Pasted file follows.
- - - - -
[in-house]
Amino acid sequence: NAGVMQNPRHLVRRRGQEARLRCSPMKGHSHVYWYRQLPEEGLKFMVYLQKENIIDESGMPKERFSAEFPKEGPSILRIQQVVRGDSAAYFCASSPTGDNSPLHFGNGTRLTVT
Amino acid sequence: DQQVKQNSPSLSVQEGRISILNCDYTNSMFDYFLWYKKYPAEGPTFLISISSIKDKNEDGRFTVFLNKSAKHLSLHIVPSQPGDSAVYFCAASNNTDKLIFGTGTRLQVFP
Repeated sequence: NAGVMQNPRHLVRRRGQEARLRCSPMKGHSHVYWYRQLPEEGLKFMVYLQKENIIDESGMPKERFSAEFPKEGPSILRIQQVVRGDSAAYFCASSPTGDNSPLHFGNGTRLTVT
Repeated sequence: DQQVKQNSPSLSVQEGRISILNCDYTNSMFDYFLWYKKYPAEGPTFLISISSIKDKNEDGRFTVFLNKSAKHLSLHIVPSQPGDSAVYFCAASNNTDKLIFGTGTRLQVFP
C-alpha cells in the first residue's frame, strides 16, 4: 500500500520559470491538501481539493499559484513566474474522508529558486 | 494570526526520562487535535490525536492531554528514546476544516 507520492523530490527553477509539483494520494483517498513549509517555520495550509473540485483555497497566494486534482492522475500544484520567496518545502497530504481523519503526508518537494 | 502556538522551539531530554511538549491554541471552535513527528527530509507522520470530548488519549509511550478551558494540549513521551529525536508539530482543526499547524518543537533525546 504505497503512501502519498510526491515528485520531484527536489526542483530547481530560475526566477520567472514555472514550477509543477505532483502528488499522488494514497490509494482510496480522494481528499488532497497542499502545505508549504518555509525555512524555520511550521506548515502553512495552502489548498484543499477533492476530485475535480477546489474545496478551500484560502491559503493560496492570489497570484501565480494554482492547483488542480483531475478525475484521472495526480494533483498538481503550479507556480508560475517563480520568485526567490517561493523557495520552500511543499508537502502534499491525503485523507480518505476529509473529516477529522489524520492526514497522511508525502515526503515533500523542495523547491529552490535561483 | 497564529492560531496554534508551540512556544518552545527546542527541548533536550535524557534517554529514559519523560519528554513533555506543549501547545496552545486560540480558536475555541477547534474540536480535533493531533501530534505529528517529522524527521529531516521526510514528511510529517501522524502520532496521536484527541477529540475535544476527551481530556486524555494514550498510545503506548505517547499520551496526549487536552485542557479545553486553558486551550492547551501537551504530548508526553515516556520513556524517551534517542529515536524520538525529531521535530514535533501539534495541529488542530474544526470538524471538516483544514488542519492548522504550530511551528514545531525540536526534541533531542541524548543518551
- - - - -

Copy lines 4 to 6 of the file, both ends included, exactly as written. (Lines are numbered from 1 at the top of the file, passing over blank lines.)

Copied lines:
Repeated sequence: NAGVMQNPRHLVRRRGQEARLRCSPMKGHSHVYWYRQLPEEGLKFMVYLQKENIIDESGMPKERFSAEFPKEGPSILRIQQVVRGDSAAYFCASSPTGDNSPLHFGNGTRLTVT
Repeated sequence: DQQVKQNSPSLSVQEGRISILNCDYTNSMFDYFLWYKKYPAEGPTFLISISSIKDKNEDGRFTVFLNKSAKHLSLHIVPSQPGDSAVYFCAASNNTDKLIFGTGTRLQVFP
C-alpha cells in the first residue's frame, strides 16, 4: 500500500520559470491538501481539493499559484513566474474522508529558486 | 494570526526520562487535535490525536492531554528514546476544516 507520492523530490527553477509539483494520494483517498513549509517555520495550509473540485483555497497566494486534482492522475500544484520567496518545502497530504481523519503526508518537494 | 502556538522551539531530554511538549491554541471552535513527528527530509507522520470530548488519549509511550478551558494540549513521551529525536508539530482543526499547524518543537533525546 504505497503512501502519498510526491515528485520531484527536489526542483530547481530560475526566477520567472514555472514550477509543477505532483502528488499522488494514497490509494482510496480522494481528499488532497497542499502545505508549504518555509525555512524555520511550521506548515502553512495552502489548498484543499477533492476530485475535480477546489474545496478551500484560502491559503493560496492570489497570484501565480494554482492547483488542480483531475478525475484521472495526480494533483498538481503550479507556480508560475517563480520568485526567490517561493523557495520552500511543499508537502502534499491525503485523507480518505476529509473529516477529522489524520492526514497522511508525502515526503515533500523542495523547491529552490535561483 | 497564529492560531496554534508551540512556544518552545527546542527541548533536550535524557534517554529514559519523560519528554513533555506543549501547545496552545486560540480558536475555541477547534474540536480535533493531533501530534505529528517529522524527521529531516521526510514528511510529517501522524502520532496521536484527541477529540475535544476527551481530556486524555494514550498510545503506548505517547499520551496526549487536552485542557479545553486553558486551550492547551501537551504530548508526553515516556520513556524517551534517542529515536524520538525529531521535530514535533501539534495541529488542530474544526470538524471538516483544514488542519492548522504550530511551528514545531525540536526534541533531542541524548543518551